Friday, July 6, 2012

Bishop on shame (just when you thought you could hold up your head)

Beloved friend and fellow poet Bronwen Tate sent me this extract from Elizabeth Bishop's "The Country Mouse" in her Collected Prose:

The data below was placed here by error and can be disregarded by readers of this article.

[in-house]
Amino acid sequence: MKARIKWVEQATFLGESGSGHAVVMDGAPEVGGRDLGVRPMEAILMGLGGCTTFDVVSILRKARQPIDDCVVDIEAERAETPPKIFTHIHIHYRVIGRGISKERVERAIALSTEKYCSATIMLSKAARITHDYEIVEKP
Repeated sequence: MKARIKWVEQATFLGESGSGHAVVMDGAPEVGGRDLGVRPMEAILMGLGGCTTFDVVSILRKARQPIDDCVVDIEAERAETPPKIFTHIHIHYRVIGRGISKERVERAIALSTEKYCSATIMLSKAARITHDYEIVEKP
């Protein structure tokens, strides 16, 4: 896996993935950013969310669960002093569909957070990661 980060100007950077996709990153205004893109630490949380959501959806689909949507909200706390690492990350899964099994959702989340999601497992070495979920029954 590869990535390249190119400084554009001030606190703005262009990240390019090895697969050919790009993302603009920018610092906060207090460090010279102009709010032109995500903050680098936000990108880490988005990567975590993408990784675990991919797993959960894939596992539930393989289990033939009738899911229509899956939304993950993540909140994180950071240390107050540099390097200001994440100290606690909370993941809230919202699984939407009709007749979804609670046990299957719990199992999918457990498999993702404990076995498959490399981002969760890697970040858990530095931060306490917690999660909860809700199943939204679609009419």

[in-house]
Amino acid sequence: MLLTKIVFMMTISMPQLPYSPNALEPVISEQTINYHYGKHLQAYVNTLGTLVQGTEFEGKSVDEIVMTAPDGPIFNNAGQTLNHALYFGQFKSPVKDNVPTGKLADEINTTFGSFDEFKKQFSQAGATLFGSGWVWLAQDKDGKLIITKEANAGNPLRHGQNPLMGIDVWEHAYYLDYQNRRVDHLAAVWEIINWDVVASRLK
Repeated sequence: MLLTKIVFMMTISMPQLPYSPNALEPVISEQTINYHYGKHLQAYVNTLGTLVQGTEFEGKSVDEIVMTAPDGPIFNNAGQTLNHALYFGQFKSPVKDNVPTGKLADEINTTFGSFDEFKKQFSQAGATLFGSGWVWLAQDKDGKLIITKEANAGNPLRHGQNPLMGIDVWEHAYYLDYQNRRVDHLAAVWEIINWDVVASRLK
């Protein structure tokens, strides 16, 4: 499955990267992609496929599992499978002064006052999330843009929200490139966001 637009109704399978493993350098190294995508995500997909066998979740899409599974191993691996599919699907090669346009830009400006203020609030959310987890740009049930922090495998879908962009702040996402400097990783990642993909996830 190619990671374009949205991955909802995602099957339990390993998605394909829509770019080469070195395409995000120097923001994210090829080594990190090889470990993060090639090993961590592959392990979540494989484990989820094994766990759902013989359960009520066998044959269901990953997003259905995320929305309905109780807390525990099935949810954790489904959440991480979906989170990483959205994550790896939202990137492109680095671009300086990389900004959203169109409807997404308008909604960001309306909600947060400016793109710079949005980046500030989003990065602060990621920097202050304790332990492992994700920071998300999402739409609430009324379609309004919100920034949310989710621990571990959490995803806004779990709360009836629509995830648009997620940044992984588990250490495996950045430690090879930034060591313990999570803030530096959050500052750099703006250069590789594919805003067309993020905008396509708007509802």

"Three great truths came home to me during this stretch of my life, all hard to describe and equally important. Emma and I were sitting under the chestnut trees, making conversation in the way both children and adults do. She asked me about my parents. I said my father was dead; I didn't ever remember seeing him. What about my mother? I thought for a moment and then I said in a sentimental voice: "She went away and left me. . . She died, too." Emma was impressed and sympathetic and I loathed myself. It was the first time I had lied deliberately and consciously, and the first time I was aware of falsity and the great power of sentimentality -- although I didn't know the word. My mother was not dead. She was in a sanatorium, in another prolonged 'nervous breakdown.' I didn't know then, and still don't, whether it was from shame I lied or from a hideous craving for sympathy, playing up my sad romantic plight. But the feeling of self-distaste, whatever it came from, was only too real. I jumped up, to get away from my monstrous self that I could not keep from lying."

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